5. In times of high caseload, it may be necessary to require mandatory overtime. During weeks in which such overtime is required, Hearing Officers will be entitled to work and claim up to five hours of overtime as required by their assigned work, with no additional approval from supervision required. If a Hearing Officer requires more than five overtime hours to handle the workload assigned during an overtime week, additional overtime may be worked, and overtime credit earned, but only with prior supervisory approval. If a Hearing Officer stays current on all hearings and decisions, and does not require the full 45 hours to accomplish this in a given overtime week, the Hearing Officer cannot claim overtime beyond what was necessary and actually worked.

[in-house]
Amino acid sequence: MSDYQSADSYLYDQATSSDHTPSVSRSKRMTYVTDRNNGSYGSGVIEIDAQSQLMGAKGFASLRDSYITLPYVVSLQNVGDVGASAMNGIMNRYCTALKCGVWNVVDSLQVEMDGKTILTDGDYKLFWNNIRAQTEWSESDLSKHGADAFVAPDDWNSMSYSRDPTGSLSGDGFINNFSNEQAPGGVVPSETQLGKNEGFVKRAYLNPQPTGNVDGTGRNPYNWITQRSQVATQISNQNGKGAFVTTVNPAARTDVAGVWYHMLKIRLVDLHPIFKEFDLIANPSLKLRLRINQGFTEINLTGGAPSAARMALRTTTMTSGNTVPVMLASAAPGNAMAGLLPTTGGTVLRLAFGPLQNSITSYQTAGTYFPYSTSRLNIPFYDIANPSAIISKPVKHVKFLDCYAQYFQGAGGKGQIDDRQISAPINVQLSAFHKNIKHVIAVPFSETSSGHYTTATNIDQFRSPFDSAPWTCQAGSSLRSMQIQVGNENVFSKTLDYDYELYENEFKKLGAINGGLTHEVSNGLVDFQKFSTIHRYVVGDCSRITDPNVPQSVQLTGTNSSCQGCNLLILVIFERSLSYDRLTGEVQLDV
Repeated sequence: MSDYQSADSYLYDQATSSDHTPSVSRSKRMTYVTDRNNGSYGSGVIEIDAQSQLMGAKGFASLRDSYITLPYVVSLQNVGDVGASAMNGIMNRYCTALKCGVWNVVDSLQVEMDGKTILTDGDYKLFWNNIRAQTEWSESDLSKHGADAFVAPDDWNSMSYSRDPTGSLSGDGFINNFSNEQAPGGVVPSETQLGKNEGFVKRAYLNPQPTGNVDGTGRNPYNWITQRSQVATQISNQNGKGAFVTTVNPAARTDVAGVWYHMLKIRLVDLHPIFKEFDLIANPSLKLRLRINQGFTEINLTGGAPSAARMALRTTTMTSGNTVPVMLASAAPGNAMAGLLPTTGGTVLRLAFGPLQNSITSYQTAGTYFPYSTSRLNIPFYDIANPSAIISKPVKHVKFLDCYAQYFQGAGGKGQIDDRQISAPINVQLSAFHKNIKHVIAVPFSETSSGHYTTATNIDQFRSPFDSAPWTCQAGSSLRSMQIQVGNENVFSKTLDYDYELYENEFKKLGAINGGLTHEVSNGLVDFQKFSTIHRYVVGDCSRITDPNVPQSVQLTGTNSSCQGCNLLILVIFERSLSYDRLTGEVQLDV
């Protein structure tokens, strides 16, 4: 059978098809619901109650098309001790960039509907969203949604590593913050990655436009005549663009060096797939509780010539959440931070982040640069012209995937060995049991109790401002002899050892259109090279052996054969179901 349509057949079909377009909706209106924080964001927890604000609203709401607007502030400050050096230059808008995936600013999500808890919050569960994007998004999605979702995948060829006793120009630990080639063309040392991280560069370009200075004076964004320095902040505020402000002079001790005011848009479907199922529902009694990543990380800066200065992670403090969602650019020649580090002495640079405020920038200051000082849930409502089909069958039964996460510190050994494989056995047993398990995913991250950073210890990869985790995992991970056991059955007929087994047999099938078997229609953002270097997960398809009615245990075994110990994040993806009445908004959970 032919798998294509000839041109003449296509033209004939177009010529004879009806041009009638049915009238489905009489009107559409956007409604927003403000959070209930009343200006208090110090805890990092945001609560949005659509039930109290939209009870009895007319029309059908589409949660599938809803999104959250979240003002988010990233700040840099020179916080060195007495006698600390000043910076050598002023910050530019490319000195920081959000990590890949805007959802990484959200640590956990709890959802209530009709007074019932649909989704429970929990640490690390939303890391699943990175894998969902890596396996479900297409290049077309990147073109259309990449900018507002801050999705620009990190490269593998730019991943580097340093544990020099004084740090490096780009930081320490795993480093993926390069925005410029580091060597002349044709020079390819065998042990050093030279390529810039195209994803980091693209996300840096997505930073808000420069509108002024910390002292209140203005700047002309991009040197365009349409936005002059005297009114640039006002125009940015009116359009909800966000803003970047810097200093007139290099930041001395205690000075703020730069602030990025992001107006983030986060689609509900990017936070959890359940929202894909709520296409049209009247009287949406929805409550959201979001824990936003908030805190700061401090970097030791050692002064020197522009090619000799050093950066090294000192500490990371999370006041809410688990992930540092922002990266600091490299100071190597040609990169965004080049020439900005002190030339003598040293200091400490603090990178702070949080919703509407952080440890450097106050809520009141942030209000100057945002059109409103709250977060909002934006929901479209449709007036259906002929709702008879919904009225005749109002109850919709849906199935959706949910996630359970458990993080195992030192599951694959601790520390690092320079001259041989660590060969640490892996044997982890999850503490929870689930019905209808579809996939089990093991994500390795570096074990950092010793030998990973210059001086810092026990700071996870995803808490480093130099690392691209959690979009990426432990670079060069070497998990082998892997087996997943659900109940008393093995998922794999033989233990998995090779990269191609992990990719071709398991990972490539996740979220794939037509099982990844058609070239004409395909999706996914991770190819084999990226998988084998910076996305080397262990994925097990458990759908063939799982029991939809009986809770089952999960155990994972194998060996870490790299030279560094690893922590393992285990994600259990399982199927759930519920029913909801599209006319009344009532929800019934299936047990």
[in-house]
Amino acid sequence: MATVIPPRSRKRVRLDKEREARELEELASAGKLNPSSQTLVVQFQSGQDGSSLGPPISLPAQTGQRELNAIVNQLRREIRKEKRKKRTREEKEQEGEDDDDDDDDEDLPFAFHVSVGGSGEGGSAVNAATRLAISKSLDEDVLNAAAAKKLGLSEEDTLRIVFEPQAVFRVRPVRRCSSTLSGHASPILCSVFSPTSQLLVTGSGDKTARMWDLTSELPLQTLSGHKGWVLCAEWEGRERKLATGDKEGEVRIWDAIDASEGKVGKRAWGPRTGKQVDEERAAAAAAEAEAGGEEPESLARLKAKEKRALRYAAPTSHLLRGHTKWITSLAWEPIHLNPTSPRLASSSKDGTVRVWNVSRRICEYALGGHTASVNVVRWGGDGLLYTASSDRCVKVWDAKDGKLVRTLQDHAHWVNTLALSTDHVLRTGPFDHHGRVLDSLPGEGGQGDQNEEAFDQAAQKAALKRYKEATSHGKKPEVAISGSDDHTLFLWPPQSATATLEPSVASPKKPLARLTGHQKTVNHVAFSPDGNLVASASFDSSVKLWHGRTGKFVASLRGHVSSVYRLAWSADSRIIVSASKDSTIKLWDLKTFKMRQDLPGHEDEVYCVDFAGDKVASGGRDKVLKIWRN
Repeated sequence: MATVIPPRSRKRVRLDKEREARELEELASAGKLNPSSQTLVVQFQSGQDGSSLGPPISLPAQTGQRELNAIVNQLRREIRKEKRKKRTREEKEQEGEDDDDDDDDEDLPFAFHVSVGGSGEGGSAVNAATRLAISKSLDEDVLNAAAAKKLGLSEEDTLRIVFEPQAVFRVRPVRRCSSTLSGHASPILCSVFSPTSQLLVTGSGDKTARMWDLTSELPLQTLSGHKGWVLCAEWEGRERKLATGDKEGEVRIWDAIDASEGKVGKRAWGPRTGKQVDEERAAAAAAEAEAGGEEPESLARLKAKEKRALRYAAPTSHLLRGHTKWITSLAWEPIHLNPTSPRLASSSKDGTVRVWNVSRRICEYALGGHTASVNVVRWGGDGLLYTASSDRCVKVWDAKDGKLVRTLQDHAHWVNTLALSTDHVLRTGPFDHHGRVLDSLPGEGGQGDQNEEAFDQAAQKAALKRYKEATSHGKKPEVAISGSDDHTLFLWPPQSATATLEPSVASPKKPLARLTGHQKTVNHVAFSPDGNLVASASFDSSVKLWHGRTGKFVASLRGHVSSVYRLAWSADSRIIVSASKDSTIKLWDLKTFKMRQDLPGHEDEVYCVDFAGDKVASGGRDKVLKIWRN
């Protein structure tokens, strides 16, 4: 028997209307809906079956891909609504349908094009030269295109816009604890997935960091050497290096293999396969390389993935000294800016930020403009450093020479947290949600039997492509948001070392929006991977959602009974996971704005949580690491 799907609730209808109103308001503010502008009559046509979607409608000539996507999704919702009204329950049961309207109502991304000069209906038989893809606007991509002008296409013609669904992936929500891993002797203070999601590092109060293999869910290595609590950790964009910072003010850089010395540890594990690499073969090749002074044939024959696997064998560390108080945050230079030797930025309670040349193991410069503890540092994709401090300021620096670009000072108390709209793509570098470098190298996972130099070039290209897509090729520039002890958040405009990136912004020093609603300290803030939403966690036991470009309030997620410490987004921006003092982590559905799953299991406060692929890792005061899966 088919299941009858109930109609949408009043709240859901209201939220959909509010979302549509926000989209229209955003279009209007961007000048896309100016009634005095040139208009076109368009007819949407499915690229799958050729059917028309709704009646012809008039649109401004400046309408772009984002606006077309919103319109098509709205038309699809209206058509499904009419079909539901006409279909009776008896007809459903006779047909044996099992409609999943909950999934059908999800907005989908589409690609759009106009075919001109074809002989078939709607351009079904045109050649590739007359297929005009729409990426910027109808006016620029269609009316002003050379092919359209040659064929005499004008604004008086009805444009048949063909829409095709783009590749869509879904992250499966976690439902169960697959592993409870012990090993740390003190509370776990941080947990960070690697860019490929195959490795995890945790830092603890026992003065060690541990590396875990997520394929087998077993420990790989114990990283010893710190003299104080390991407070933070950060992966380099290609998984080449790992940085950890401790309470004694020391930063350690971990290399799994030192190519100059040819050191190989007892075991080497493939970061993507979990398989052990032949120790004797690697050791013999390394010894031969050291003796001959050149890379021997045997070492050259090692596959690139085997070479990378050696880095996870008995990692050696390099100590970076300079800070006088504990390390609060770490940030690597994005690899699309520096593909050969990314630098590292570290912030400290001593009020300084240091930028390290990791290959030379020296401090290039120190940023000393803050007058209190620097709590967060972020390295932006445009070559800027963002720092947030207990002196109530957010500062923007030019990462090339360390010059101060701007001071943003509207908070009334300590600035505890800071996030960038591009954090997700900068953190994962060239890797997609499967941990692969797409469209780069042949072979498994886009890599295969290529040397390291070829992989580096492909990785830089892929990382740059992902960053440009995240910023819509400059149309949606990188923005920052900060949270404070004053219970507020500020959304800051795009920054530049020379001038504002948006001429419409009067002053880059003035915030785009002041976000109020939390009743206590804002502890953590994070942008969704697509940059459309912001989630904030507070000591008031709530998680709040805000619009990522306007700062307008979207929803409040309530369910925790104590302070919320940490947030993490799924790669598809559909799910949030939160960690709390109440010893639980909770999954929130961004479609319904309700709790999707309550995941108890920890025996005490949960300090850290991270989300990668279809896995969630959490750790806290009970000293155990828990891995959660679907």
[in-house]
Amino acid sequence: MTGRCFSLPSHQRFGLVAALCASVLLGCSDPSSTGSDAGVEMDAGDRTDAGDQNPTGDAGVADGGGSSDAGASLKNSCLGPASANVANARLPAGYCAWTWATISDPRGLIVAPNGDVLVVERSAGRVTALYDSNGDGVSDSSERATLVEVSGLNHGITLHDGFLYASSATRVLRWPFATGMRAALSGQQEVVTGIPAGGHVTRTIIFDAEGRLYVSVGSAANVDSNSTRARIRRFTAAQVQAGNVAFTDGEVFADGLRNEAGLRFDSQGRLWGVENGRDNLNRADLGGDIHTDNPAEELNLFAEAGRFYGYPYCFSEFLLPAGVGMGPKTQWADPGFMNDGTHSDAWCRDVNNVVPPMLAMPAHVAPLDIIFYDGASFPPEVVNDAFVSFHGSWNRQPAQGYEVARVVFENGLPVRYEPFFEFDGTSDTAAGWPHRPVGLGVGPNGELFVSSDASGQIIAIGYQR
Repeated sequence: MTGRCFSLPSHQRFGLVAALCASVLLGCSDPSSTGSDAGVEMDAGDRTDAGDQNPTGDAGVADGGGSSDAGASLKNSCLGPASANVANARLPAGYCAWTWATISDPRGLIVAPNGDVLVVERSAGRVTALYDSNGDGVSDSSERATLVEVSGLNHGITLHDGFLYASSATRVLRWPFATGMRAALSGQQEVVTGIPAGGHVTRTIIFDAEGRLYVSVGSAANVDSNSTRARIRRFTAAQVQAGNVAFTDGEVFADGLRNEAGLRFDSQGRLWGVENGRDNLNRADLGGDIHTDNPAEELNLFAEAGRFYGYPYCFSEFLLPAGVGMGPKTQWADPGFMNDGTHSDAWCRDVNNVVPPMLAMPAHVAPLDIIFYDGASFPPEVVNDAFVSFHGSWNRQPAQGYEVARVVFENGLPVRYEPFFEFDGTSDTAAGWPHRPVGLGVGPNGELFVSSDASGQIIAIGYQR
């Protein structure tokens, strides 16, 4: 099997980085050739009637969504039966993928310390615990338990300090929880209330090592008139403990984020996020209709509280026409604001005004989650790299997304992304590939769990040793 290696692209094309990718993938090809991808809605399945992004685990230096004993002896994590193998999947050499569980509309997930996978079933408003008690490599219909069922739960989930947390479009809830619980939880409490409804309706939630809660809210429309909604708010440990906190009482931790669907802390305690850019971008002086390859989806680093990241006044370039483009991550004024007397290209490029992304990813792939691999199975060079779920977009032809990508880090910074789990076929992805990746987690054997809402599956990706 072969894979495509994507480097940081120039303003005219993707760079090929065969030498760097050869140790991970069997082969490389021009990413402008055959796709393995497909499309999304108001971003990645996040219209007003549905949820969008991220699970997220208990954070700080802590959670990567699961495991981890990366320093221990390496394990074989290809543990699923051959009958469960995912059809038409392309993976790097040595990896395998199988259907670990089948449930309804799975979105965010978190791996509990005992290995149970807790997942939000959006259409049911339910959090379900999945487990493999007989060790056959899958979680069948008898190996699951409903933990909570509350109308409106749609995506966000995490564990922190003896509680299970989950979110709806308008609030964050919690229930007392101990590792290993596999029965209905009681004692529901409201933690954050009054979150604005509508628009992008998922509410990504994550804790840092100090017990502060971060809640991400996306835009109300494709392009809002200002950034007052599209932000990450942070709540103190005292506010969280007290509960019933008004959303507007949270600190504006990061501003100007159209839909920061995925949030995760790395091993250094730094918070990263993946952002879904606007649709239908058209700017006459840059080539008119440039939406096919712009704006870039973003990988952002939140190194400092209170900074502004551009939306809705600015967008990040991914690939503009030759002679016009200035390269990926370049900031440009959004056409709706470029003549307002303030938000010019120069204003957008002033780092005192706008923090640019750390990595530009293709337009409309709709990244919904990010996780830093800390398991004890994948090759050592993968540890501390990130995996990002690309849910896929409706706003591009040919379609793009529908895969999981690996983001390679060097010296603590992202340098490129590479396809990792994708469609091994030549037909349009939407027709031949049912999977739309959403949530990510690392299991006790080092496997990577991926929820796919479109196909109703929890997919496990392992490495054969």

6. If a hearing runs into the Hearing Officer's lunch period or runs past the time the Hearing Officer would customarily leave work for the day, the Hearing Officer may proceed to finish the hearing if the hearing can be concluded by occupying no more than half of the Hearing Officer's lunch period or by extending the hearing no later than one half hour past the Hearing Officer's normal departure time. These will be the only circumstances in which overtime may be earned without prior supervisory approval. Accounting for Hearing Officer overtime will take account of each Hearing Officer's particular, customary work hours. Under no circumstances absent prior supervisory approval should a Hearing Officer permit a hearing to run more than halfway into the Hearing Officer's lunch period or one half hour past the Hearing Officer's normal departure time.